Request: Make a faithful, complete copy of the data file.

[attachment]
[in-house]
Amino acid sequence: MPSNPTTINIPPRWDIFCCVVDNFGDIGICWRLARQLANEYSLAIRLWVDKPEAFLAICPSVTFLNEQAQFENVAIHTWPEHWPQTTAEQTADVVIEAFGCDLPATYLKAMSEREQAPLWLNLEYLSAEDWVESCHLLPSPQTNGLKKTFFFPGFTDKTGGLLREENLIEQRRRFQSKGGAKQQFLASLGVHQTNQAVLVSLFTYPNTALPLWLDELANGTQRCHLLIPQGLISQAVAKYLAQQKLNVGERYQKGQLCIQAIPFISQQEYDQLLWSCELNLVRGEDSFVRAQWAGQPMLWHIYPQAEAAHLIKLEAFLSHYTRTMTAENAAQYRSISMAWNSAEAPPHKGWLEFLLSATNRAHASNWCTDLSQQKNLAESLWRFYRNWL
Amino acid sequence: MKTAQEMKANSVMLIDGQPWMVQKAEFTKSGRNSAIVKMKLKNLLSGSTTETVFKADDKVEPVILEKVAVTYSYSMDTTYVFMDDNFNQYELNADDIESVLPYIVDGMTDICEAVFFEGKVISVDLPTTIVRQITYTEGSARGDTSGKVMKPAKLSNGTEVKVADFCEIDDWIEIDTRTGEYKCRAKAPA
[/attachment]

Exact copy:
[in-house]
Amino acid sequence: MPSNPTTINIPPRWDIFCCVVDNFGDIGICWRLARQLANEYSLAIRLWVDKPEAFLAICPSVTFLNEQAQFENVAIHTWPEHWPQTTAEQTADVVIEAFGCDLPATYLKAMSEREQAPLWLNLEYLSAEDWVESCHLLPSPQTNGLKKTFFFPGFTDKTGGLLREENLIEQRRRFQSKGGAKQQFLASLGVHQTNQAVLVSLFTYPNTALPLWLDELANGTQRCHLLIPQGLISQAVAKYLAQQKLNVGERYQKGQLCIQAIPFISQQEYDQLLWSCELNLVRGEDSFVRAQWAGQPMLWHIYPQAEAAHLIKLEAFLSHYTRTMTAENAAQYRSISMAWNSAEAPPHKGWLEFLLSATNRAHASNWCTDLSQQKNLAESLWRFYRNWL
Amino acid sequence: MKTAQEMKANSVMLIDGQPWMVQKAEFTKSGRNSAIVKMKLKNLLSGSTTETVFKADDKVEPVILEKVAVTYSYSMDTTYVFMDDNFNQYELNADDIESVLPYIVDGMTDICEAVFFEGKVISVDLPTTIVRQITYTEGSARGDTSGKVMKPAKLSNGTEVKVADFCEIDDWIEIDTRTGEYKCRAKAPA